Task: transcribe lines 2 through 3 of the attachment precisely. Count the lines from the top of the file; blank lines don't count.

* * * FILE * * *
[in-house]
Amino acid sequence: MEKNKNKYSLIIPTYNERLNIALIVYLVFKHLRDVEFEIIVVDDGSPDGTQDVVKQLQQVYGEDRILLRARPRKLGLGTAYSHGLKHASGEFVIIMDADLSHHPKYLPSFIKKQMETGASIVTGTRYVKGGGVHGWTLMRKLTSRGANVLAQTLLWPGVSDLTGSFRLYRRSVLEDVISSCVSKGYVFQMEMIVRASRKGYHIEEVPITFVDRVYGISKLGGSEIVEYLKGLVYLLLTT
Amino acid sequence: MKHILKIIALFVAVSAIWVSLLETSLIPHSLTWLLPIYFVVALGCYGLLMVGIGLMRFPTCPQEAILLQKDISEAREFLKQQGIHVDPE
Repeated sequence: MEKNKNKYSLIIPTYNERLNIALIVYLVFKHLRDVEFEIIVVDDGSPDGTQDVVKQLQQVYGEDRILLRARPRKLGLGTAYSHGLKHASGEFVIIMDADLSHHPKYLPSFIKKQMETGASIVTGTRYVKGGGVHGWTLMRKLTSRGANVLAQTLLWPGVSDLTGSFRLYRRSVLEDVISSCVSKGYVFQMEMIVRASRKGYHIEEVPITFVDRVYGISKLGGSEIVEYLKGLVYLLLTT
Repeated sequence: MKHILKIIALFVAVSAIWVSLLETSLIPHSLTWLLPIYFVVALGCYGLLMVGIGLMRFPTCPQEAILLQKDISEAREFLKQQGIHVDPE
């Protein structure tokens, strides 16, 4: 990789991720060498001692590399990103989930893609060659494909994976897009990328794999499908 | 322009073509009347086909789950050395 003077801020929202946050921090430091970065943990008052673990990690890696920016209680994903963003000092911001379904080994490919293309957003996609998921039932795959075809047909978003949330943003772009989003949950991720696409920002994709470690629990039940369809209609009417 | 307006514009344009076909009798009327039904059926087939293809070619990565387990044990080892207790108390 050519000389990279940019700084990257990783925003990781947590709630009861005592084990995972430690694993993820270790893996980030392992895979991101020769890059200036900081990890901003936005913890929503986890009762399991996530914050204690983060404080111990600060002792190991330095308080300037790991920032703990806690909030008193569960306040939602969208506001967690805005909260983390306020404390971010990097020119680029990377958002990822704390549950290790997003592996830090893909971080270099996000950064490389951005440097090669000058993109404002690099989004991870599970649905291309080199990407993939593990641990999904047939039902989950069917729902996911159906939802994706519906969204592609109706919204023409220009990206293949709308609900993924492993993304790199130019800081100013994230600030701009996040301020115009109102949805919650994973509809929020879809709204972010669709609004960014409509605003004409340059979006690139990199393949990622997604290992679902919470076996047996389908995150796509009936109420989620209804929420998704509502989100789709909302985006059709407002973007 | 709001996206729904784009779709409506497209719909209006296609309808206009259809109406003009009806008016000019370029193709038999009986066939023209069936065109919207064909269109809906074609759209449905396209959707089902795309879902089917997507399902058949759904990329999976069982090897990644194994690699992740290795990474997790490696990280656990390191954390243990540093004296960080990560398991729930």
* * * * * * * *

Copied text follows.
Amino acid sequence: MEKNKNKYSLIIPTYNERLNIALIVYLVFKHLRDVEFEIIVVDDGSPDGTQDVVKQLQQVYGEDRILLRARPRKLGLGTAYSHGLKHASGEFVIIMDADLSHHPKYLPSFIKKQMETGASIVTGTRYVKGGGVHGWTLMRKLTSRGANVLAQTLLWPGVSDLTGSFRLYRRSVLEDVISSCVSKGYVFQMEMIVRASRKGYHIEEVPITFVDRVYGISKLGGSEIVEYLKGLVYLLLTT
Amino acid sequence: MKHILKIIALFVAVSAIWVSLLETSLIPHSLTWLLPIYFVVALGCYGLLMVGIGLMRFPTCPQEAILLQKDISEAREFLKQQGIHVDPE